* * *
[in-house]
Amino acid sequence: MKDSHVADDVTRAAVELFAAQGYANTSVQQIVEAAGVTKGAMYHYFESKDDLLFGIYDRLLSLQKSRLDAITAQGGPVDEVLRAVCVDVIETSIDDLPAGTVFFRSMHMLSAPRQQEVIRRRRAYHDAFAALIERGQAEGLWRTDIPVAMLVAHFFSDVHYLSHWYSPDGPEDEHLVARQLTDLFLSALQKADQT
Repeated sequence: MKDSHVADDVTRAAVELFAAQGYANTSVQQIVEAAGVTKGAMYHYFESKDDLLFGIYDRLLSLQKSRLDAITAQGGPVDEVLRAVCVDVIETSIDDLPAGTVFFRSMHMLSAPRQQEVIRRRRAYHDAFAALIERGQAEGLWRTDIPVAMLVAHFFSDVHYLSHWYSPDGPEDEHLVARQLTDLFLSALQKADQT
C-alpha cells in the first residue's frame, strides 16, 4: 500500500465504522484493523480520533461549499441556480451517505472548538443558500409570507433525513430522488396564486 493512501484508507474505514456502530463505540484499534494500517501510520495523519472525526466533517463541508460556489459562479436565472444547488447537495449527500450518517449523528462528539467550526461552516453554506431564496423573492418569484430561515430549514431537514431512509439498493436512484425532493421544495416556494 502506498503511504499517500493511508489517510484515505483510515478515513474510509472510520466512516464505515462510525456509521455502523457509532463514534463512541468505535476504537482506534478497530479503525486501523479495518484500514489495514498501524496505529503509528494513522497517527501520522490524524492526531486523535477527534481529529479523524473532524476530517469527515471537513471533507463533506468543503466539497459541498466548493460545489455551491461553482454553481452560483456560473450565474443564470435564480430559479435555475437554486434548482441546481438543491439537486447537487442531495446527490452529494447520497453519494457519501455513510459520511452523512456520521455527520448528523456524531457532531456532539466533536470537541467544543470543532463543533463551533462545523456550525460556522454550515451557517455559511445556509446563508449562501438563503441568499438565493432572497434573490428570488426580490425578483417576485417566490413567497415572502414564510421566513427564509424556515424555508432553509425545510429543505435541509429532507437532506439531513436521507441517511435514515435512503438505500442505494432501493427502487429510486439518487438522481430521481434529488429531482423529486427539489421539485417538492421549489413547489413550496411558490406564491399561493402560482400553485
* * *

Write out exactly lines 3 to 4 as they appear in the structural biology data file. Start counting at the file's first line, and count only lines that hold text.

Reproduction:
Repeated sequence: MKDSHVADDVTRAAVELFAAQGYANTSVQQIVEAAGVTKGAMYHYFESKDDLLFGIYDRLLSLQKSRLDAITAQGGPVDEVLRAVCVDVIETSIDDLPAGTVFFRSMHMLSAPRQQEVIRRRRAYHDAFAALIERGQAEGLWRTDIPVAMLVAHFFSDVHYLSHWYSPDGPEDEHLVARQLTDLFLSALQKADQT
C-alpha cells in the first residue's frame, strides 16, 4: 500500500465504522484493523480520533461549499441556480451517505472548538443558500409570507433525513430522488396564486 493512501484508507474505514456502530463505540484499534494500517501510520495523519472525526466533517463541508460556489459562479436565472444547488447537495449527500450518517449523528462528539467550526461552516453554506431564496423573492418569484430561515430549514431537514431512509439498493436512484425532493421544495416556494 502506498503511504499517500493511508489517510484515505483510515478515513474510509472510520466512516464505515462510525456509521455502523457509532463514534463512541468505535476504537482506534478497530479503525486501523479495518484500514489495514498501524496505529503509528494513522497517527501520522490524524492526531486523535477527534481529529479523524473532524476530517469527515471537513471533507463533506468543503466539497459541498466548493460545489455551491461553482454553481452560483456560473450565474443564470435564480430559479435555475437554486434548482441546481438543491439537486447537487442531495446527490452529494447520497453519494457519501455513510459520511452523512456520521455527520448528523456524531457532531456532539466533536470537541467544543470543532463543533463551533462545523456550525460556522454550515451557517455559511445556509446563508449562501438563503441568499438565493432572497434573490428570488426580490425578483417576485417566490413567497415572502414564510421566513427564509424556515424555508432553509425545510429543505435541509429532507437532506439531513436521507441517511435514515435512503438505500442505494432501493427502487429510486439518487438522481430521481434529488429531482423529486427539489421539485417538492421549489413547489413550496411558490406564491399561493402560482400553485